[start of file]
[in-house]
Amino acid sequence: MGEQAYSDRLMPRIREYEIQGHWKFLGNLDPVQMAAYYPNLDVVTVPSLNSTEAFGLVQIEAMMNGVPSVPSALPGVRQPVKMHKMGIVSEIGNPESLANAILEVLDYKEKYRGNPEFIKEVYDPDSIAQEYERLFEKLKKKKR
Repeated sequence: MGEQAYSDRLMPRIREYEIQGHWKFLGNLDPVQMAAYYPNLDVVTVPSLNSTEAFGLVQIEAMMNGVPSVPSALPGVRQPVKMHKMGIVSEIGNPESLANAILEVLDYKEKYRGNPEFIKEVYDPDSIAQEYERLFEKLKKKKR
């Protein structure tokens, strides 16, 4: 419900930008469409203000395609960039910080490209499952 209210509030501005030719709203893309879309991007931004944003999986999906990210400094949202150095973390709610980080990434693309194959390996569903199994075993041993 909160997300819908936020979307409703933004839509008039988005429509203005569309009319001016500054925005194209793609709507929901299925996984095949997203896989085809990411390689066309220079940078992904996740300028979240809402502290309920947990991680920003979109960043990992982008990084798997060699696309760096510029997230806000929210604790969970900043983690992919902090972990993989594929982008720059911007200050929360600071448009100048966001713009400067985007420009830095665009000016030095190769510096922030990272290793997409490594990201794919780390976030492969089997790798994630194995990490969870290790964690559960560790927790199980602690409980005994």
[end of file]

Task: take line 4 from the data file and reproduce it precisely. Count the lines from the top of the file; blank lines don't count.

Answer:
């Protein structure tokens, strides 16, 4: 419900930008469409203000395609960039910080490209499952 209210509030501005030719709203893309879309991007931004944003999986999906990210400094949202150095973390709610980080990434693309194959390996569903199994075993041993 909160997300819908936020979307409703933004839509008039988005429509203005569309009319001016500054925005194209793609709507929901299925996984095949997203896989085809990411390689066309220079940078992904996740300028979240809402502290309920947990991680920003979109960043990992982008990084798997060699696309760096510029997230806000929210604790969970900043983690992919902090972990993989594929982008720059911007200050929360600071448009100048966001713009400067985007420009830095665009000016030095190769510096922030990272290793997409490594990201794919780390976030492969089997790798994630194995990490969870290790964690559960560790927790199980602690409980005994």